"For all of Egypt’s abundant riches, the plain fact is that most Egyptians remain poor. The government insists that less than a fifth of the population (and falling) subsists below the global poverty threshold of $2 a day. Yet household expenditure surveys show that four-fifths of families have less than $3,000 a year to spend. That sounds about right: $200 a month is considered a good salary for an Egyptian. /.../Economist, "No paradise", 15 juli
It is possible to live a comfortable rich-world sort of life in Egypt, and many people do; in some ways it is easier than in well-off countries because maids and cooks and drivers are cheap./.../
Among the wealthiest fifth of Egyptians, some 82% say they are generally satisfied with their living standards; among the poorest fifth only 29% do. Nearly all rich kids but scarcely a quarter of poor ones brush their teeth, largely because toothpaste is an unaffordable luxury. The poorest are also more than twice as likely to die as infants, or to suffer from hepatitis C. /.../
Nearly all Egyptian homes have piped water and electricity, but away from Cairo the power is often cut and taps often produce mere dribbles of water whose poor quality explains high levels of kidney disease. Nationwide, less than half the homes (and less than a third in the poor south) are connected to public sewage systems. In a survey of Egypt’s poorest villagers 91% said the service they needed most urgently was sewers. Visitors to Egypt invariably remark on the grubbiness of its streets. Statistics show that among the poorest fifth of Egyptians 85% of households have no proper means of rubbish disposal, so they burn it, dump it by the side of roads, tip it into canals or feed it to wandering goats and chickens. /.../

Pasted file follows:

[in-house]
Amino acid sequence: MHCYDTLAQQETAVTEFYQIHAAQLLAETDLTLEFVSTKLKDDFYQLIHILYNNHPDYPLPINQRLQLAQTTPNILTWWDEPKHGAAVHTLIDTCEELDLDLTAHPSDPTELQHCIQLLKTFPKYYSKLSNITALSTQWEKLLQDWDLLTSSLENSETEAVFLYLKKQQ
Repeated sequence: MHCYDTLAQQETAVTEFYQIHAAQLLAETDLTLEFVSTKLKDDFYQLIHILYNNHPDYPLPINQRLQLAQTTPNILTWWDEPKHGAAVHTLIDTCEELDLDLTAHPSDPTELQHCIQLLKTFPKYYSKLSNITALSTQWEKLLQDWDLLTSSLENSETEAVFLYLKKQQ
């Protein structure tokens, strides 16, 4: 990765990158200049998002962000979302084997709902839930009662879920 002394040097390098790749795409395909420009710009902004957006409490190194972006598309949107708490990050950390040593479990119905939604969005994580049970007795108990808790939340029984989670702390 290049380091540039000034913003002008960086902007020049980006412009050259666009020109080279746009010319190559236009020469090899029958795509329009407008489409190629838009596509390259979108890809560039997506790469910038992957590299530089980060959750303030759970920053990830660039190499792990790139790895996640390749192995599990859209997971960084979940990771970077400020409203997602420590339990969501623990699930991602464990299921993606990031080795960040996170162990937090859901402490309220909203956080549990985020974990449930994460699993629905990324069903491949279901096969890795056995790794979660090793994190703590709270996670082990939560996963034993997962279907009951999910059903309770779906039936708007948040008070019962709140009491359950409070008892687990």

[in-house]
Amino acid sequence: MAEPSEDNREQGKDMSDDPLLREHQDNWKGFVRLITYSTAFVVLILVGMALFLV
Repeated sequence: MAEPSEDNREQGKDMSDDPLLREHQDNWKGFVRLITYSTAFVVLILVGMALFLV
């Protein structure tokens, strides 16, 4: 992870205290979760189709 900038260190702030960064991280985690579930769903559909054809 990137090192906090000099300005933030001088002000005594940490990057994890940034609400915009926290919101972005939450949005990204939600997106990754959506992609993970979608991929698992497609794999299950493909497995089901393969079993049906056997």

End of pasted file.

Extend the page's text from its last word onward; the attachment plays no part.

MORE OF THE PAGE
recently Egypt has seen an uncharacteristic flaring up of strikes and protests of every kind. For the first few months of this year the streets around the parliament were occupied around the clock by angry factory workers, disgruntled tax inspectors or junior doctors, all protesting against their miserable pay. Nor is the disillusion just about money. At least in spirit, more and more Egyptians have joined the small core of political activists, many of them Islamists or leftists, who insistently demand civil rights and an end to police brutality and sham democracy."
Egypten rankas som ett "low middle income"-land (i spannet $736-2,935) av Världsbanken. Enligt CIA World Factbook var landets gini-koefficient år 2001 34,4; ungefär på samma nivå som Estland, Storbritannien, Algeriet och Laos.